Styling the body in Roman Britain

Hella Eckardt, 2008

Data copyright © Dr Hella Eckardt unless otherwise stated

This work is licensed under the ADS Terms of Use and Access.
Creative Commons License

University of Reading logo

Primary contact

Dr Hella Eckardt
Department of Archaeology
University of Reading

Send e-mail enquiry

Resource identifiers

Digital Object Identifiers

Digital Object Identifiers (DOIs) are persistent identifiers which can be used to consistently and accurately reference digital objects and/or content. The DOIs provide a way for the ADS resources to be cited in a similar fashion to traditional scholarly materials. More information on DOIs at the ADS can be found on our help page.

Citing this DOI

The updated Crossref DOI Display guidelines recommend that DOIs should be displayed in the following format:
Sample Citation for this DOI

Hella Eckardt (2008) Styling the body in Roman Britain [data-set]. York: Archaeology Data Service [distributor]


A chatelaine brooch with toilet instruments, British Museum © Trustees of the British Museum.

Toilet instruments (tweezers, ear-scoops and nail-cleaners) are common finds on many Roman sites, but this project for the first time presents a detailed corpus of material and a discussion of the social implications of their use. Circa 1300 toilet instruments were recorded in a systematic literature survey, dating from the late Iron Age to the Late Roman period. For each category of toilet instrument a detailed typology is suggested; the dating as well as spatial and social distribution of these objects is discussed in the book (Crummy, N. & Eckardt, H. 2008. Styling the body in late Iron Age and Roman Britain: a contextual approach to toilet instruments. Instrumentum Monograph No. 36). The book also contains distribution maps, and a discussion of comparative material. The database provides a basic record of each of the toilet instruments recorded. Catalogue numbers given in the text and figures of the book refer to the database presented here, which also lists each object's findspot, and provides a reference to the original publication, where such information is available. The database can be searched by catalogue number, by type or sub-type, by site or by context type, allowing researchers to interrogate the data according to their specific questions.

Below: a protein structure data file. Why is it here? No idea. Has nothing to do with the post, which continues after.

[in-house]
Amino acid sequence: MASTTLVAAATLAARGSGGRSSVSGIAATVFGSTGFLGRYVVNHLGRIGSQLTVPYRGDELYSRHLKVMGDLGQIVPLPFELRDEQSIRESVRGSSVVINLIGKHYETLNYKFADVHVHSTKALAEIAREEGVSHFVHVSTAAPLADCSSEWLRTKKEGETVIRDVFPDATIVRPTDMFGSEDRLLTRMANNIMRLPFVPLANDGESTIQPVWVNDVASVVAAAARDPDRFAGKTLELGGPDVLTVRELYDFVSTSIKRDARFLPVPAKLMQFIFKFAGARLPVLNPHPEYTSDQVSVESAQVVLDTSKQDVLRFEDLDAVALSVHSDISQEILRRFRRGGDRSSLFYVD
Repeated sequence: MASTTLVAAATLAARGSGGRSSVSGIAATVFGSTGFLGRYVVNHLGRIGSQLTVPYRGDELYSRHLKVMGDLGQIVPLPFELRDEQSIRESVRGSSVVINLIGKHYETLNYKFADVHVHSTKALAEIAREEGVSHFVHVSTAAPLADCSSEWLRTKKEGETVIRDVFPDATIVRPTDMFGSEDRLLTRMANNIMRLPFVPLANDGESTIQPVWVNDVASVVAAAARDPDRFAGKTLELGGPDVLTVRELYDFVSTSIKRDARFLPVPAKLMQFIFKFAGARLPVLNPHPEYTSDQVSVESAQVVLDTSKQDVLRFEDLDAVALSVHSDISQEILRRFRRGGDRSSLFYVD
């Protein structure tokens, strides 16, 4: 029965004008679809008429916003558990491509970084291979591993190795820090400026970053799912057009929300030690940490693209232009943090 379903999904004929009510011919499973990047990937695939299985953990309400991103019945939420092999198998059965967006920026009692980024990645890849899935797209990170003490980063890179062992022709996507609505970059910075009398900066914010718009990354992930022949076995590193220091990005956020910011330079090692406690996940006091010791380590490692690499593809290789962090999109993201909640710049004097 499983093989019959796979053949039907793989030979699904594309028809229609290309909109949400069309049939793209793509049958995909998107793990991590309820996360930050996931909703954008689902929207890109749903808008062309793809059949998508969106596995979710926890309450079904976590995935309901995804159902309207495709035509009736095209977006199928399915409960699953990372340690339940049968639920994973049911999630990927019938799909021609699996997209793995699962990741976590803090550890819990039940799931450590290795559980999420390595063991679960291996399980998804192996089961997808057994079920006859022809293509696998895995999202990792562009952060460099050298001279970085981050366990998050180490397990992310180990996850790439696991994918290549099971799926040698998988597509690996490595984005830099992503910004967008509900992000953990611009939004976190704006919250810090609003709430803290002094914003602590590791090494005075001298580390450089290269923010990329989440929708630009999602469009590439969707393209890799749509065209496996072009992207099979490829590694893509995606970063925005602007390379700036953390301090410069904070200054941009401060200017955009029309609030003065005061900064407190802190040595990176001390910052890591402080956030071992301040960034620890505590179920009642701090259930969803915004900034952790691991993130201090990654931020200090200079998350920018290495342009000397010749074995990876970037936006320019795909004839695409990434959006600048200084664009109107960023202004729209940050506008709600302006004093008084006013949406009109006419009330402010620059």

Image (right): A chatelaine brooch with toilet instruments, now in the British Museum. © Trustees of the British Museum.